The coordinated act of conversation requires interlocutors to balance and negotiate topic and lexical knowledge together with the flow of discourse to produce a successful communicative interaction. A common characteristic of conversational discourse is the reuse of linguistic materials from prior talk in current talk (Schenkein, 1980). This act of recycling one's own language or the language of conversational partners has been the object of study among sociolinguists, psycholinguists, and corpus linguists.

Levelt and Kelter (1982) conducted a series of six experiments to examine the influence of a question's surface form on the format of an interlocutor's response from a psycholinguistic perspective. The notion underlying this investigation was that "previous talk sets up a more or less abstract frame in the mind of an interlocutor, which is then used in the formulation of the next turn" (p. 79). In the first experiment, they demonstrated that when interlocutors are presented with a question phrase in either of two equivalent forms, based on the absence or presence of a preposition in Dutch, they most frequently choose to formulate their responses using the same format as the question. The authors refer to this phenomenon as the "correspondence effect." Experiments 2-5 manipulated the question formats to include distracting information in the form of multiple questions under more everyday circumstances by employing Clark's (1979) telephone technique to determine whether memory was involved in this effect. Findings indicated that relevant information pertaining to the format of the question was maintained in working memory during the preparation of the answer. While question formats were controlled for "naturalness," they were not controlled for frequency of use. Furthermore, working memory span was not measured and included as an independent variable.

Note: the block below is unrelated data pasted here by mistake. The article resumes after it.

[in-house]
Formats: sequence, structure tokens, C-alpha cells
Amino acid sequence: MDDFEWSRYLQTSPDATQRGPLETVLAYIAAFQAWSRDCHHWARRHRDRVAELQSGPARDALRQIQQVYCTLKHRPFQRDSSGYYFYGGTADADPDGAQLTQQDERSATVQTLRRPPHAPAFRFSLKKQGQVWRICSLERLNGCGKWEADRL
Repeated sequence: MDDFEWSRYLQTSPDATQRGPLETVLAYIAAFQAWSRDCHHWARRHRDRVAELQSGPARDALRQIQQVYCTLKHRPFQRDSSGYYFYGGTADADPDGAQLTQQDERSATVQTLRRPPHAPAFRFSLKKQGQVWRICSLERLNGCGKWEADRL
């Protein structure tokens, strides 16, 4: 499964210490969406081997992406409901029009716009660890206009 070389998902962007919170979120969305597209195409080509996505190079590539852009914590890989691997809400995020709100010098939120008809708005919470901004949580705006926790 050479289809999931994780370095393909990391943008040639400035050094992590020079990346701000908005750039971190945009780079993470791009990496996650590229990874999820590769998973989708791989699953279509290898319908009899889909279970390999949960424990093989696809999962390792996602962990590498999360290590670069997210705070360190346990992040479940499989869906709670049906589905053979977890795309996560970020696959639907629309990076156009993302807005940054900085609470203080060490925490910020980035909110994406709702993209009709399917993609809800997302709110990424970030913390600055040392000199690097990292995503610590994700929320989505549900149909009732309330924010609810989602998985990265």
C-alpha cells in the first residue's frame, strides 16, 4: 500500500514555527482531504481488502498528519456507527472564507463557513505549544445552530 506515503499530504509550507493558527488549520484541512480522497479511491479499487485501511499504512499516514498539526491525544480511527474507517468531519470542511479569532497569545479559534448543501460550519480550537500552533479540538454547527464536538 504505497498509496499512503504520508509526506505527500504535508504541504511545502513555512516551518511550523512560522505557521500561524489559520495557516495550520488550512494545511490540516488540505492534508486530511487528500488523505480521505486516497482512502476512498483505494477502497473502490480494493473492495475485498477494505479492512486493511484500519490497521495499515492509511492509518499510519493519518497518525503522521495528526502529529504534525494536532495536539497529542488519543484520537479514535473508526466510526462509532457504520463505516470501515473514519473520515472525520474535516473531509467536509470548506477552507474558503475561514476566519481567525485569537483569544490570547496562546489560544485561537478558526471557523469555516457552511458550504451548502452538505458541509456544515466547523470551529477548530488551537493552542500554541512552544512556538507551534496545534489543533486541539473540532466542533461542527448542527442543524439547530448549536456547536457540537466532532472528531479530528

Accounts of repetition and a related linguistic phenomenon, relexicalization, have been documented in corpus linguistic studies. McCarthy (1998) argues that repetition often occurs in discourse when interlocutors attempt to agree on a topic. According to McCarthy, exact repetition often suggests a desire to deliberately stall the topic progression and can be interpreted as a refusal to communicatively accommodate. However, when repetition is accompanied by relexicalization (the re-casting of content with near-synonymous words), convergence is achieved.

Both of these studies examined repetition in the conversational speech of native or expert speakers. The extent to which these documented linguistic phenomena may manifest themselves in the conversational speech of L2 learners as well as serving other purposes is unknown. Specifically, do repetition and relexicalization play a role in interlanguage development and does their use relate to conversational and topical context or possibly even the working memory profile of the learners?